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Last Updated: Monday, 20 August 2007, 19:40 GMT 20:40 UK
Sikh girl in Catholic school row
Bal Singh and daughter Maya Kaur
Mr Singh has already lost an appeal over the school's decision
The parents of a Teesside Sikh girl say they will convert her to Catholicism in order to get her into the best school in the area.

Maya Kaur, four, has attended a nursery at St Paul's RC School at Wolviston, near Billingham, for two years.

But her parents have been told there is no place for her at the school when she starts primary education next month.

Now her father, Bal Singh, says he is prepared to change her religion, if it helps his daughter stay at St Paul's.

The family, from Wynyard, near Stockton, have been told St Paul's is oversubscribed and the youngster has been offered a place at another school.

I would have changed her religion from day one if they had asked us
Bal Singh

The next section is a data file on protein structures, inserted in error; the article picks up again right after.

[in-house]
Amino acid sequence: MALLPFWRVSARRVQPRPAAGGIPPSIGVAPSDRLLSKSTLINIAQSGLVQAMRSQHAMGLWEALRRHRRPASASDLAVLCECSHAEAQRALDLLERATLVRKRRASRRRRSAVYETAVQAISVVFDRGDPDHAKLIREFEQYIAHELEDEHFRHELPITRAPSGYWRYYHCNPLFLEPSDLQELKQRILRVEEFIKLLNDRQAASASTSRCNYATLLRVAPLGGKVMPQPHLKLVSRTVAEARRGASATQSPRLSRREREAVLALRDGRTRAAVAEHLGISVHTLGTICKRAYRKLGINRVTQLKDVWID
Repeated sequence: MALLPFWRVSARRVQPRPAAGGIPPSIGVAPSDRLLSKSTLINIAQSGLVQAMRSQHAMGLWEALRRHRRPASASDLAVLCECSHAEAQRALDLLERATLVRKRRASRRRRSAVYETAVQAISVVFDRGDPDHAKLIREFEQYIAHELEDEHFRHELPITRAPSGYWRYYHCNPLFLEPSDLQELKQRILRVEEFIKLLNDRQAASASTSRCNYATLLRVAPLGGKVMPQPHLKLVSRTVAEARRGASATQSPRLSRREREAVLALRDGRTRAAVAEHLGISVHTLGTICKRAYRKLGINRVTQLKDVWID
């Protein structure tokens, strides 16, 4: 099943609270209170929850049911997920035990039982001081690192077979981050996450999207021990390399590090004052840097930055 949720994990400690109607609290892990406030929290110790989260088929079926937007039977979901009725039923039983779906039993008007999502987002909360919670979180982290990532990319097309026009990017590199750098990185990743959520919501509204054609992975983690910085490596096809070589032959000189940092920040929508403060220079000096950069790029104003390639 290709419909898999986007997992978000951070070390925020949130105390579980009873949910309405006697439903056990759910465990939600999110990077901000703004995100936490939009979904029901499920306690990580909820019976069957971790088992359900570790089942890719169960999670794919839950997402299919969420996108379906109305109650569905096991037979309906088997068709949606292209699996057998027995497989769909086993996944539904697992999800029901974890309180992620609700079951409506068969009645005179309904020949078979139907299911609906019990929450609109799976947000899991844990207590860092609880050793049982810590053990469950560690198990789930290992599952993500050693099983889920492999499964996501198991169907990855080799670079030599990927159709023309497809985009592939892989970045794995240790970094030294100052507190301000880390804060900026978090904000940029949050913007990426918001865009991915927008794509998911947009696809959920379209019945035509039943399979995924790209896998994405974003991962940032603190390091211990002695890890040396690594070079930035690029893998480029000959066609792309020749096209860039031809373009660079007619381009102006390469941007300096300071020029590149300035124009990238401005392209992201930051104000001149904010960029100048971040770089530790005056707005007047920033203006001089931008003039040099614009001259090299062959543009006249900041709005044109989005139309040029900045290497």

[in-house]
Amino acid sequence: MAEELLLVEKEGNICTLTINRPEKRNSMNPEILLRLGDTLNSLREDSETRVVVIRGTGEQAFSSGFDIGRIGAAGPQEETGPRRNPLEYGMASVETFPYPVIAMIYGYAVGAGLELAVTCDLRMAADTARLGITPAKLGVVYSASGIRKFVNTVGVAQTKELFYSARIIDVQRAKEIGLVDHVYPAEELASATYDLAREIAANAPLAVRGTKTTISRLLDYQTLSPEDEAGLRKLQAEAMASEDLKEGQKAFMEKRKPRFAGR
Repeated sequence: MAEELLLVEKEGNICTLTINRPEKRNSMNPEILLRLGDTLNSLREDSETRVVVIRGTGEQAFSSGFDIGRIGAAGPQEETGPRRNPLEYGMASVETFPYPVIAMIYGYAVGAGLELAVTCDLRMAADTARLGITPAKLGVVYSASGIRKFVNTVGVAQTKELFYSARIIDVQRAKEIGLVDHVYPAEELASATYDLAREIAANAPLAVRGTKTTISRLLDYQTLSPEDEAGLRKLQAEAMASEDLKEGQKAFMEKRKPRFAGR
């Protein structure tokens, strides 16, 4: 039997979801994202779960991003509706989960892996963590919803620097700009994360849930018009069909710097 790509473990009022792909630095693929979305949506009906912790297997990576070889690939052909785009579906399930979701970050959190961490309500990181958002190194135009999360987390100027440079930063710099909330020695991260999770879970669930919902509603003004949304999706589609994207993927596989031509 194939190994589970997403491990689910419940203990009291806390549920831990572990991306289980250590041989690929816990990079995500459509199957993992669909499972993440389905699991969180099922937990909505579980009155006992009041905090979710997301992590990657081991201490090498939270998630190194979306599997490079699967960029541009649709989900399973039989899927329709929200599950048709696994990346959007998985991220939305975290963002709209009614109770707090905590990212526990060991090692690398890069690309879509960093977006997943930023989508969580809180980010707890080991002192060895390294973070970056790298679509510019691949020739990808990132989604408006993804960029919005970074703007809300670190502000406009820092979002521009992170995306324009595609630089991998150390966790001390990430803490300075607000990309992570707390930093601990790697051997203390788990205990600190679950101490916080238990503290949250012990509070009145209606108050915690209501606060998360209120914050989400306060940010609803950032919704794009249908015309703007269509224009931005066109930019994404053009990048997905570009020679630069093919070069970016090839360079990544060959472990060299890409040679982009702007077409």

But Mr Singh says his daughter is upset at the prospect of switching schools and wants to stay with her friends. An appeal has already been turned down.

The Roman Catholic diocese of Hexham and Newcastle, which oversees admissions policy at the school, said it was following correct procedures.

But Mr Singh said: "At the moment she has not got a religion. She follows Sikhism because we are Sikhs.

"But we should learn about all different religions. I would have changed her religion from day one if they had asked us.

"It would have been no different for the religion, it is just I'm happy if my child is happy at school, and she likes the way it is run and I am happy with the way she is progressing with her work.

"That is one of the reasons I do not want her to move to another school."

St Paul's RC Primary School, Wolviston
The family have been told the school is oversubscribed

A diocesan spokesman said it welcomed adults who wanted to become followers of Christ's teachings, but that children were "another matter".

He said only parents who are themselves Catholic Christians could make such a commitment for their child.

The vice chairman of the UK Sikh Federation, Jagtar Singh, said children should be allowed to choose their own religion when they were old enough.

He said: "When a child is born, the parents try to bring up that child on the basis of what they think is best.

"So if they practice any particular faith they are likely to bring that child up in that faith, knowing the child will make their own decisions when they grow up.

"They may choose to not believe in that faith, move to another faith, and that will be the individual's choice."


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